Creative Genius? Rubbish! 
by Malcolm Macpherson

Creativity is a work of lonely genius, right? 

Stickyideas’ Director of Infectious Enthusiasm Peter Kaufman says “The idea for this site hit me on the 3½ minute ride to work.” We’ve all had great ideas while standing in the shower.

So isn’t that how it usually happens? The garage inventor: Click, on goes the light bulb – yet another great idea. Well, actually, no. And if it did, wouldn’t that be a bit capricious? A bit random? 

If your organisation needs a continuous flow of new ideas to compete and survive, aren’t the ride to work and the shower just a tad unpredictable? Sure, great ‘bolt of lightning’ ideas can and do come thundering out of the blue. But would you, should you, bet the company on bolts of lightning?

Turns out, you don’t have to. Andrew Hargadon and Robert Sutton have spent the last five years studying businesses that innovate brilliantly, and they’ve got some good news (Harvard Business Review, May-June 2000). The best innovators aren’t lonely geniuses, AH and RS say, they’re people who can take an idea that’s obvious in one context and apply it in not-so-obvious ways somewhere else. And the best companies (this is the good news) have learned how to do it again and again – how to systematize that process.

Knowledge brokering is the name given to the people and organizations that collect and re-work old ideas. It’s not a new process, of course – steam engines were used to pump water in underground mines for 75 years before Robert Fulton tried one for propulsion and invented the age of the steam boat. 

The process of managing innovation – the knowledge brokering cycle – has four steps: capturing good ideas, keeping them alive, imagining new uses for them and testing the best to gauge just how useful they are.

Capturing good ideas
If old ideas are the best source, then knowledge brokers need to be organised about where to look for them, how to look, and what to look for. Engineers at product design firms like IDEO Product Development of Palo Alto, Ca, noodle endlessly with anything they can lay their hands on – napkin containers, digital cameras –  and field trip to unlikely places – The Barbie Hall of Fame, an airplane junkyard – in search of old ideas that might spark something new.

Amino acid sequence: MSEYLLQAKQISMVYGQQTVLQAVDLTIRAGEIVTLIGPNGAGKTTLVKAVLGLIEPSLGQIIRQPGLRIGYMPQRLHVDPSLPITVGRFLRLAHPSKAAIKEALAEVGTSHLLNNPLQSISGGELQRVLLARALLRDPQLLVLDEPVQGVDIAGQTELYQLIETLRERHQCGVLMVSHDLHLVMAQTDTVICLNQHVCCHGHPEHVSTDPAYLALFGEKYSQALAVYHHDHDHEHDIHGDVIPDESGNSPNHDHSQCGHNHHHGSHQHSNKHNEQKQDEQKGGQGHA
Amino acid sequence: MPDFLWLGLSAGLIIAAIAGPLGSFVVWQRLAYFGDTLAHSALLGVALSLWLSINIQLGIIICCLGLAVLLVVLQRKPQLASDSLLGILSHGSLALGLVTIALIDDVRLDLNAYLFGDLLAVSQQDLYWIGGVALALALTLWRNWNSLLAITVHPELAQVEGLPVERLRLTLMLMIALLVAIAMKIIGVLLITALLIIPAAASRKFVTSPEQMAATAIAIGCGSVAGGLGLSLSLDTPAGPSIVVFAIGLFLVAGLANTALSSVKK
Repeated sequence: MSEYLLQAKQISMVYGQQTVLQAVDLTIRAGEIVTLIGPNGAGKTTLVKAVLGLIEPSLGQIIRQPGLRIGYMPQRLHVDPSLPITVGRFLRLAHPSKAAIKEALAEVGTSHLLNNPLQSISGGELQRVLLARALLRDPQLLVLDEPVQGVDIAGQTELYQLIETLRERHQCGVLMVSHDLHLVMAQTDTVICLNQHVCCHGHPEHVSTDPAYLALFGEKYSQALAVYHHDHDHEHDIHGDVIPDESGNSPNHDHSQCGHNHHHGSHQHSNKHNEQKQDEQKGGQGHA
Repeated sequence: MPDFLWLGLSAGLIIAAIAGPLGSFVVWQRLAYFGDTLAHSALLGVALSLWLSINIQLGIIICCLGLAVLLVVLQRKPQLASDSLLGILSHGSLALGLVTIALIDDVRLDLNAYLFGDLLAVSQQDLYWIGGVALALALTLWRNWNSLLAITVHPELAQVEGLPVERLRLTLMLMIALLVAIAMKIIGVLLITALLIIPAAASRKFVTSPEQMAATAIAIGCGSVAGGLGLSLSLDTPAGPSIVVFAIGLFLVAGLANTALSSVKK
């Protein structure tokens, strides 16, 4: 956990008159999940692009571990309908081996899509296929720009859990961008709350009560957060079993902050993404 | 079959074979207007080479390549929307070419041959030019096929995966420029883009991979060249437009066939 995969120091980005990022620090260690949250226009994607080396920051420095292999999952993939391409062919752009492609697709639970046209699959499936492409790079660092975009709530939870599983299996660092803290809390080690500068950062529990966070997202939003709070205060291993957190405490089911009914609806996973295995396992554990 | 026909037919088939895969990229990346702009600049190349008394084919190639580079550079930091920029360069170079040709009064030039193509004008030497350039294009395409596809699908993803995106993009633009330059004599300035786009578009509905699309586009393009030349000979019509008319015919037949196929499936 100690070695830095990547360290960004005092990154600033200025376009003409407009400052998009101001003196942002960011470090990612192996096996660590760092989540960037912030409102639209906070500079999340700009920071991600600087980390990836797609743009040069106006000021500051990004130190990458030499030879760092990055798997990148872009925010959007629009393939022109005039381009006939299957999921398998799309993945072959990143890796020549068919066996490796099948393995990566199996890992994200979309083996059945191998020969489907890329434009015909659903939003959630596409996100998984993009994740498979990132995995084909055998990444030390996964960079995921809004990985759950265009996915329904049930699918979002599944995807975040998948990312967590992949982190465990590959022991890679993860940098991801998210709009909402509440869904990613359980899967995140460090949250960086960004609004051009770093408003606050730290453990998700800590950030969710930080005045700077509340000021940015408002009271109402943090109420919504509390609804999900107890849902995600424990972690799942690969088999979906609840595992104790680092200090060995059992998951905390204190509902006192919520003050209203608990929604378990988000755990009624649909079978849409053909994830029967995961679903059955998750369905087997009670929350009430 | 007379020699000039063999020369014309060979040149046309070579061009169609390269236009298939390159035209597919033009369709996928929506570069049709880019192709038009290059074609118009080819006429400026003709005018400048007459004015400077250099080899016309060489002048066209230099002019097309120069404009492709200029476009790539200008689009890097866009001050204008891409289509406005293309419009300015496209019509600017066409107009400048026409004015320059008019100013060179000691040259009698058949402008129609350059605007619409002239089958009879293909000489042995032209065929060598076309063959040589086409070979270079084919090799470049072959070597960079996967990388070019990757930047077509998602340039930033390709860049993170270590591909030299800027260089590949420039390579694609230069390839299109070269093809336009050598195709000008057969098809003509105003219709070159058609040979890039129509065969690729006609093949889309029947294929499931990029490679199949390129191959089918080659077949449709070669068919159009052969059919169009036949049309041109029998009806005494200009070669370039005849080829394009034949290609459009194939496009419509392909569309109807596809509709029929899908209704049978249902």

Keeping ideas alive
Collecting the stuff is one thing. Remembering where you put it is quite another. It seems bizarre, but IDEO engineers keep boxes of cool things, from glow-in-the-dark fabric to silver-plated walnuts, collected over the years (and curated just like museum pieces – documented on the firm’s intranet), and constantly play with them. The head curator (head curator!) of this ‘idea library’ calls branch offices every week to track who’s been playing with what, and to keep the collection records up to date.

Imagine new uses
Why is it that the best ideas seem so simple: the threaded socket that holds light bulbs, designed by an Edison inventor after screwing the cap onto a kerosene can way back at the beginning of electric light, still in use today; the inexpensive pump from a kid’s squirt gun used to power a medical lavage; Reebok’s Pump shoe, derived from inflatable splints, IV bags and powered medical equipment? 

Testing the best
Brokers with the best track records go through lots of ideas, quickly and painlessly discarding the dogs. Hargadon and Sutton call this the ‘nothing-is-invented-here’ attitude – help is accepted from any quarter, no-matter who offers it. Testing might involve physical prototyping – like IDEO’s full-size foam Amtrak train used to test internal layouts – or virtual, like Idealab!’s on-line car dealership that accidentally sold four cars on day one of a 90-day experiment and spawned 

The detail and the case studies are not important. They’re fun, but they’re not important. What matters is that you change how you think about innovation and creativity. Don’t be afraid to borrow, imitate, and copy shamelessly (but legally). Reward the people who do any of those things successfully. Make it everyone’s job to collect new stuff, but put someone in charge so none of it is lost. Finding new ideas and making them pay is not a work of lone romantic genius, it’s an organised, systematic business process. 

Malcolm Macpherson is an independent publisher, communicator and writer with a long-time professional interest in organisational excellence. He’s a six-year veteran assessor/examiner for the New Zealand Business Development Quality Award, a national government/private enterprise partnership closely based on the US Malcolm Baldrige National Quality Award.


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Copyright 2000 by Malcolm Macpherson. All rights reserved.

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